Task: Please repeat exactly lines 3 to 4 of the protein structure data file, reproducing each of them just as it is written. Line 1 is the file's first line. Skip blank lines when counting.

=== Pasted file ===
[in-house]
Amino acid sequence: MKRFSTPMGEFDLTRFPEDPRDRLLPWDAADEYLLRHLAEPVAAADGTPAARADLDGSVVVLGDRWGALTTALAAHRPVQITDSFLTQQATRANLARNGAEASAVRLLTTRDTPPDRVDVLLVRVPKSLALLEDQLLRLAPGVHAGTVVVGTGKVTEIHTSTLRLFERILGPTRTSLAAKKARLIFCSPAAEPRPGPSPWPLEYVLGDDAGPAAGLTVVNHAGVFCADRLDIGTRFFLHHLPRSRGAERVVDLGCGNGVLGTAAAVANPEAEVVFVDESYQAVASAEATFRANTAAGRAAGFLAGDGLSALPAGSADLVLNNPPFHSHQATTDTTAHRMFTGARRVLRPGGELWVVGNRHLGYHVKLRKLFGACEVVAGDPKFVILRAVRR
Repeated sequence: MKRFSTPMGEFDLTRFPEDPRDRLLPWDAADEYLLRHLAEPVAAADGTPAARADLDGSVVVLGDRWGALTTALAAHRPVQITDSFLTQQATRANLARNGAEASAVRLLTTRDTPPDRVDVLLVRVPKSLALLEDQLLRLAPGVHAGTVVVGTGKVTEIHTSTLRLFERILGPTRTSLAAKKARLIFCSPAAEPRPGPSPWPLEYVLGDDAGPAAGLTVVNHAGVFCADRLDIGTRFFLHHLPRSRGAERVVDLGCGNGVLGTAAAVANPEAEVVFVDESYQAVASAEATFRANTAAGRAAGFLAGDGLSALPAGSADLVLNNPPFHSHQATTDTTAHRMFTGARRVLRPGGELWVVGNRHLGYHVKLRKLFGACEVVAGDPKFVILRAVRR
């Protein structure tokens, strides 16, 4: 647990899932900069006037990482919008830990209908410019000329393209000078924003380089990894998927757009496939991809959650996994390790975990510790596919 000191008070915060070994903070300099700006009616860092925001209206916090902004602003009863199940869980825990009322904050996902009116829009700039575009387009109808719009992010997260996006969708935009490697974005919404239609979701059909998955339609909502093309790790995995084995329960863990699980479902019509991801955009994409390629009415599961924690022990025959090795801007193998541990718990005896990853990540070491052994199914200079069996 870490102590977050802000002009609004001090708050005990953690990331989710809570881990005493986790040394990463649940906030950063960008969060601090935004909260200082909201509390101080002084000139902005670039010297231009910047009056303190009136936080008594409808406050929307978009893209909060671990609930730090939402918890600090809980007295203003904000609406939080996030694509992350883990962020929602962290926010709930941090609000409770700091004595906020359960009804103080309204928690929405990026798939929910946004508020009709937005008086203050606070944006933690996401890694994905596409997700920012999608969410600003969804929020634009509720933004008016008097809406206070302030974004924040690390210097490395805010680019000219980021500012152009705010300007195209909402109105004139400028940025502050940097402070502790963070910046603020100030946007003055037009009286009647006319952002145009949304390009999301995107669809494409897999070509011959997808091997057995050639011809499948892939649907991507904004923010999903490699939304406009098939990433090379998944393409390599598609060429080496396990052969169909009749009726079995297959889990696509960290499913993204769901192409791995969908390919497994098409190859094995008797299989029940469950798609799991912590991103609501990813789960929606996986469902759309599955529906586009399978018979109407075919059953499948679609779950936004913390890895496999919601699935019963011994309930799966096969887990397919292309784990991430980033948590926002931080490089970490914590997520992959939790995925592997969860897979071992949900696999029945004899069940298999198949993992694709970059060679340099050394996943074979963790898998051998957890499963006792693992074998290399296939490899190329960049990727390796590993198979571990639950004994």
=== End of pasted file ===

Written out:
Repeated sequence: MKRFSTPMGEFDLTRFPEDPRDRLLPWDAADEYLLRHLAEPVAAADGTPAARADLDGSVVVLGDRWGALTTALAAHRPVQITDSFLTQQATRANLARNGAEASAVRLLTTRDTPPDRVDVLLVRVPKSLALLEDQLLRLAPGVHAGTVVVGTGKVTEIHTSTLRLFERILGPTRTSLAAKKARLIFCSPAAEPRPGPSPWPLEYVLGDDAGPAAGLTVVNHAGVFCADRLDIGTRFFLHHLPRSRGAERVVDLGCGNGVLGTAAAVANPEAEVVFVDESYQAVASAEATFRANTAAGRAAGFLAGDGLSALPAGSADLVLNNPPFHSHQATTDTTAHRMFTGARRVLRPGGELWVVGNRHLGYHVKLRKLFGACEVVAGDPKFVILRAVRR
């Protein structure tokens, strides 16, 4: 647990899932900069006037990482919008830990209908410019000329393209000078924003380089990894998927757009496939991809959650996994390790975990510790596919 000191008070915060070994903070300099700006009616860092925001209206916090902004602003009863199940869980825990009322904050996902009116829009700039575009387009109808719009992010997260996006969708935009490697974005919404239609979701059909998955339609909502093309790790995995084995329960863990699980479902019509991801955009994409390629009415599961924690022990025959090795801007193998541990718990005896990853990540070491052994199914200079069996 870490102590977050802000002009609004001090708050005990953690990331989710809570881990005493986790040394990463649940906030950063960008969060601090935004909260200082909201509390101080002084000139902005670039010297231009910047009056303190009136936080008594409808406050929307978009893209909060671990609930730090939402918890600090809980007295203003904000609406939080996030694509992350883990962020929602962290926010709930941090609000409770700091004595906020359960009804103080309204928690929405990026798939929910946004508020009709937005008086203050606070944006933690996401890694994905596409997700920012999608969410600003969804929020634009509720933004008016008097809406206070302030974004924040690390210097490395805010680019000219980021500012152009705010300007195209909402109105004139400028940025502050940097402070502790963070910046603020100030946007003055037009009286009647006319952002145009949304390009999301995107669809494409897999070509011959997808091997057995050639011809499948892939649907991507904004923010999903490699939304406009098939990433090379998944393409390599598609060429080496396990052969169909009749009726079995297959889990696509960290499913993204769901192409791995969908390919497994098409190859094995008797299989029940469950798609799991912590991103609501990813789960929606996986469902759309599955529906586009399978018979109407075919059953499948679609779950936004913390890895496999919601699935019963011994309930799966096969887990397919292309784990991430980033948590926002931080490089970490914590997520992959939790995925592997969860897979071992949900696999029945004899069940298999198949993992694709970059060679340099050394996943074979963790898998051998957890499963006792693992074998290399296939490899190329960049990727390796590993198979571990639950004994």